Southern Historical Society Papers/Volume 01/March/Judge Ould's Vindication of the Confederate Government

Southern Historical Society Papers, March 1876

We next present the


The following paper was published by Judge Ould in the National Intelligencer in August, 1868. It is a calm, able, truthful exposition of the question, which has not been and cannot be answered:

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Richmond, Va., August 17, 1868.

To the Editors of the National Intelligencer:

Gentlemen—I have recently seen so many misrepresentations of the action of the late Confederate authorities in relation to prisoners, that I feel it due to the truth of history, and peculiarly incumbent on me as their agent of exchange, to bring to the attention of the country the facts set forth in this paper:


The cartel of exchange bears date July 22d, 1862. Its chief purpose was so secure the delivery of all prisoners of war.

To that end, the fourth article provided that all prisoners of war should be discharged on parole in ten days after their capture. From the date of the cartel until the summer of 1863 the Confederate authorities had the excess of prisoners. During the interval deliveries were made as fast as the Federal Government furnished transportation. Indeed, upon more than one occasion I urged the Federal authorities to send increased means of transportation. It has never been alleged that the Confederate authorities failed or neglected to make prompt deliveries of prisoners who were not held under charges, when they had the excess. On the other hand, during the same time the cartel was openly and notoriously violated by the Federal authorities. Officers and men were kept in confinement, sometimes in irons or doomed to cells, without charge or trial. Many officers were kept in confinement even after the notices published by the Federal authorities had declared them exchanged.

In the summer of 1863 the Federal authorities insisted upon limiting exchanges to such as were held in confinement on either side. This I resisted as being in violation of the cartel. Such a construction not only kept in confinement the excess on either side, but ignored all paroles which were held by the Confederate Government. These were very many, being the paroles of officers and men who had been released on capture. The Federal Government at that time held few or no paroles. They had all, or nearly all, been surrendered, the Confederate authorities giving prisoners as equivalent for them. Thus it will be seen that as long as the Confederate Government had the excess of prisoners matters went on smoothly enough, but as soon as the posture of affairs in that respect was changed the cartel could no longer be observed. So, as long as the Federal Government held the paroles of Confederate officers and men, they were respected, and made the basis of exchange; but when equivalents were obtained for them, and no more were in hand, the paroles which were held by the Confederate authorities could not be recognized. In consequence of the position thus assumed by the Federal Government, the requirement of the cartel that all prisoners should be delivered within ten days was practically nullified. The deliveries which were afterwards made were the results of special agreements.

The Confederate authorities adhered to their position until the 10th of August, 1864, when, moved by the sufferings of the men in the prisons of each belligerent, they determined to abate their just demand. Accordingly, on the last named day, I addressed the following communication to Brigadier General John E. Mulford (then Major), Assistant Agent of Exchange:

Richmond, August 10, 1864.

Major John E. Mulford,
Assistant Agent of Exchange:

Sir—You have several times proposed to me to exchange the prisoners respectively held by the two belligerents—officer for officer and man for man. The same offer has also been made by other officials having charge of matters connected with the exchange of prisoners.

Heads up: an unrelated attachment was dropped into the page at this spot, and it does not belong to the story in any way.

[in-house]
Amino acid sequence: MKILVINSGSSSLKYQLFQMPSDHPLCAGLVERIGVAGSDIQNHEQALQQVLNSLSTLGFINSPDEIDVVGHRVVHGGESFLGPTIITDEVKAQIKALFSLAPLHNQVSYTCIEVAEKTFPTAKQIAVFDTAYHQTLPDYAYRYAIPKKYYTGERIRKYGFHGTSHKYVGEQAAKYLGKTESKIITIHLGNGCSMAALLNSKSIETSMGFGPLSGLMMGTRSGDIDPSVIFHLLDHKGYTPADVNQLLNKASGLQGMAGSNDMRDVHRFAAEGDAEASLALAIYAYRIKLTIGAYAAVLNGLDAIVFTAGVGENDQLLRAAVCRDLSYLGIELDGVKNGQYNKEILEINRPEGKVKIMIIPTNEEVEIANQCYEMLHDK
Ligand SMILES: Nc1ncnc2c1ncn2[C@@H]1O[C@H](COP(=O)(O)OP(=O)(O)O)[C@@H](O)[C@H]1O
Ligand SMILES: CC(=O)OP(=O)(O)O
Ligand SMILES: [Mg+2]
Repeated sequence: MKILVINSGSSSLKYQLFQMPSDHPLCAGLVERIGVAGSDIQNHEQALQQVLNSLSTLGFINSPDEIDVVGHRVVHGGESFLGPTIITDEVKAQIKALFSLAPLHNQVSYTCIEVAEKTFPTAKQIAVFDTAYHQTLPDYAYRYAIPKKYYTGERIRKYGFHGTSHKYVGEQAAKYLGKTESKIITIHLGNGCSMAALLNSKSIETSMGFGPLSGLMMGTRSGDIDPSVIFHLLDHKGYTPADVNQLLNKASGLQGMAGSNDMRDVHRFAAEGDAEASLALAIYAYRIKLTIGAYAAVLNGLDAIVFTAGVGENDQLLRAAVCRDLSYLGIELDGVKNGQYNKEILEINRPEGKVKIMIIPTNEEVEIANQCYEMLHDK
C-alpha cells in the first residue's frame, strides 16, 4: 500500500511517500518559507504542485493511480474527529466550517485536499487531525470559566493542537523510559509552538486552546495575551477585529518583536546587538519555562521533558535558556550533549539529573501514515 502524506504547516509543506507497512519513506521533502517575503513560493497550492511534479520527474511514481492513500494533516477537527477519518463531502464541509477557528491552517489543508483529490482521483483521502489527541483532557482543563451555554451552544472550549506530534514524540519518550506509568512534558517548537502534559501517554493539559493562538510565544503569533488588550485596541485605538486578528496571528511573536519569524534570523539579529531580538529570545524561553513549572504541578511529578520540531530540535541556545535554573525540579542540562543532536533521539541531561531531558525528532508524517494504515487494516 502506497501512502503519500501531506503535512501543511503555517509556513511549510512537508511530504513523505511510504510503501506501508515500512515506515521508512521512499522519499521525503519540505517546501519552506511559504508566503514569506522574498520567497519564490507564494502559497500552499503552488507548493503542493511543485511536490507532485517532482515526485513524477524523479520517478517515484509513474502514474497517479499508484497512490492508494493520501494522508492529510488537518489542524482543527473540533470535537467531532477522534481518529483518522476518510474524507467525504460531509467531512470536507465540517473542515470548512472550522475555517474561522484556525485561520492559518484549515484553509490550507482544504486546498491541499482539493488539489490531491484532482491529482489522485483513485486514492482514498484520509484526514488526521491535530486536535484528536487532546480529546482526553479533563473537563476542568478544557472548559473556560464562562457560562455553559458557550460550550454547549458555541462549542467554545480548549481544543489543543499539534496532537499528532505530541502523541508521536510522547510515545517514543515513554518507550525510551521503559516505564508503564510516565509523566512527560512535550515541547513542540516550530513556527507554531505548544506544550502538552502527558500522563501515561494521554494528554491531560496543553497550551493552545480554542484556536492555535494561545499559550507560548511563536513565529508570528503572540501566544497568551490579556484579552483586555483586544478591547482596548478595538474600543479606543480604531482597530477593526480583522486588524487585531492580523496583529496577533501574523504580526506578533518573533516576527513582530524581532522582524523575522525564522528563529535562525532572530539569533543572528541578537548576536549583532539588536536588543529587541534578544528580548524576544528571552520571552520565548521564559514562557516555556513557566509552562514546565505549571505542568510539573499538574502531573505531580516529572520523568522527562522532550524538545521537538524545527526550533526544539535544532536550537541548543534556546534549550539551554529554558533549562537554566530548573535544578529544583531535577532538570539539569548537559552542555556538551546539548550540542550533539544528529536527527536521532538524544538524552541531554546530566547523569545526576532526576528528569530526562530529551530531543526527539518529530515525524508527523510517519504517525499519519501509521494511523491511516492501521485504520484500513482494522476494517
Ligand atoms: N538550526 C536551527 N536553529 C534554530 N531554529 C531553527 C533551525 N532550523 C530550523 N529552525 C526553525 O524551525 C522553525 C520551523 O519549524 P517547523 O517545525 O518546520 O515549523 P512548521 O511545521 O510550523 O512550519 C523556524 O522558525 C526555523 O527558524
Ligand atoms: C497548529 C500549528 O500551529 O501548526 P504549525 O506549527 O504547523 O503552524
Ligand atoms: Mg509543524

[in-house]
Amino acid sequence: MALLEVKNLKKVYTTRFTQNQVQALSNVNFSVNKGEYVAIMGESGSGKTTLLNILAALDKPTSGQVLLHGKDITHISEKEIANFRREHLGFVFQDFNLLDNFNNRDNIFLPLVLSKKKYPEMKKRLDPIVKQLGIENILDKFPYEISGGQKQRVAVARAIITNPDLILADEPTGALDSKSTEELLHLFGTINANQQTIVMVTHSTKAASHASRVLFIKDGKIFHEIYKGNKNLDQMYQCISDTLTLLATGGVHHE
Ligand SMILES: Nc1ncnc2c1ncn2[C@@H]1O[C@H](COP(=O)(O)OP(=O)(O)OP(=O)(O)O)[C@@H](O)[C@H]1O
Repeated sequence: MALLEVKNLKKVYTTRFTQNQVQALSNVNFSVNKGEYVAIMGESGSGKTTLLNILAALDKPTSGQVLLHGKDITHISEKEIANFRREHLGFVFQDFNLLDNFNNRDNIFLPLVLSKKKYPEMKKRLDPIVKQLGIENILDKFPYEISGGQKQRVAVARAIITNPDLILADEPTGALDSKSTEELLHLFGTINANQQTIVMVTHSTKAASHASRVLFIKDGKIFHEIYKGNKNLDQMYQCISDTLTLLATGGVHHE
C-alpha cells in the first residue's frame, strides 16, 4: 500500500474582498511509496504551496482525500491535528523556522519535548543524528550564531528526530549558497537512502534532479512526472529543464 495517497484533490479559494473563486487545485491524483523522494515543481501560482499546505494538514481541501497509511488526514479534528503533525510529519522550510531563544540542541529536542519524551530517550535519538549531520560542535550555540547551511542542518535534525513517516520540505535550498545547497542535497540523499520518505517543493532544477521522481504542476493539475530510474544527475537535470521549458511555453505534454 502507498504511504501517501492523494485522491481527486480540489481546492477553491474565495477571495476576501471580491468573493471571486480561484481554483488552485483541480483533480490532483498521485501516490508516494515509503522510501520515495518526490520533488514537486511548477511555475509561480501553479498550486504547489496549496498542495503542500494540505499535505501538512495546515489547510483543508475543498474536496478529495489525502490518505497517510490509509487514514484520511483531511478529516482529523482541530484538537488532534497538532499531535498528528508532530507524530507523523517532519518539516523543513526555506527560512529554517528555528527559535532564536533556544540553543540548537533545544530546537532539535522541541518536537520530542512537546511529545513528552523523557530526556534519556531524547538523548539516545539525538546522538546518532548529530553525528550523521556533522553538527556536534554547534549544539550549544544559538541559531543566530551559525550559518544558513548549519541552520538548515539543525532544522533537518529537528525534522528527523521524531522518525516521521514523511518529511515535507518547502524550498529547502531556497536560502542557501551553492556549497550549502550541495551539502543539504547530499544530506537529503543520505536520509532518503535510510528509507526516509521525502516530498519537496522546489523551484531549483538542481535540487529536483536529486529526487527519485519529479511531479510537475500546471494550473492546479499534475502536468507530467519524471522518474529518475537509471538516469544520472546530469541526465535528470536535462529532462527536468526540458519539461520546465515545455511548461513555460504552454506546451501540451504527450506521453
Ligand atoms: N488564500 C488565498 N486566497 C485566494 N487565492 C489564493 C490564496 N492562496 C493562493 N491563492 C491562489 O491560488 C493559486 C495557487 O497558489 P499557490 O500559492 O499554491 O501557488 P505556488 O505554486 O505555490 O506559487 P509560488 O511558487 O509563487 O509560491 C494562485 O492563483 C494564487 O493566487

This proposal has heretofore been declined by the Confederate authorities, they insisting upon the terms of the cartel, which required the delivery of the excess on either side on parole. In view, however, of the very large number of prisoners now held by each party, and the suffering consequent upon their continued confinement, I now consent to the above proposal, and agree to deliver to you the prisoners held in captivity by the Confederate authorities, provided you agree to deliver an equal number of Confederate officers and men. As equal numbers are delivered from time to time, they will be declared exchanged. This proposal is made with the understanding that the officers and men on both sides who have been longest in captivity will be first delivered, where it is practicable.

I shall be happy to hear from you as speedily as possible whether this arrangement can be carried out.

Respectfully, your obedient servant,

Robert Ould,
Agent of Exchange.

The delivery of this letter was accompanied with a statement of the mortality which was hurrying so many Federal prisoners at Andersonville to the grave.

On the 22d day of August, 1864, not having heard anything in response, I addressed a communication to Major-General E. A. Hitchcock, United States Commissioner of Exchange, covering a copy of the foregoing letter to General Mulford, and requesting an acceptance of my propositions.

No answer was received to either of these letters. General Mulford, on the 31st day of August, 1864, informed me in writing that he had no communication on the subject from the United States authorities, and that he was not at that time authorized to make any answer.

This offer, which would have instantly restored to freedom thousands of suffering captives—which would have released every Federal soldier in confinement in Confederate prisons—was not even noticed. Was that because the Federal officials did not deem it worthy of a reply, or because they feared to make one? As the Federal authorities at that time had a large excess of prisoners, the effect of the proposal which I had made, if carried out, would have been to release all Union prisoners, while a large number of the Confederates would have remained in prison, awaiting the chances of the capture of their equivalents.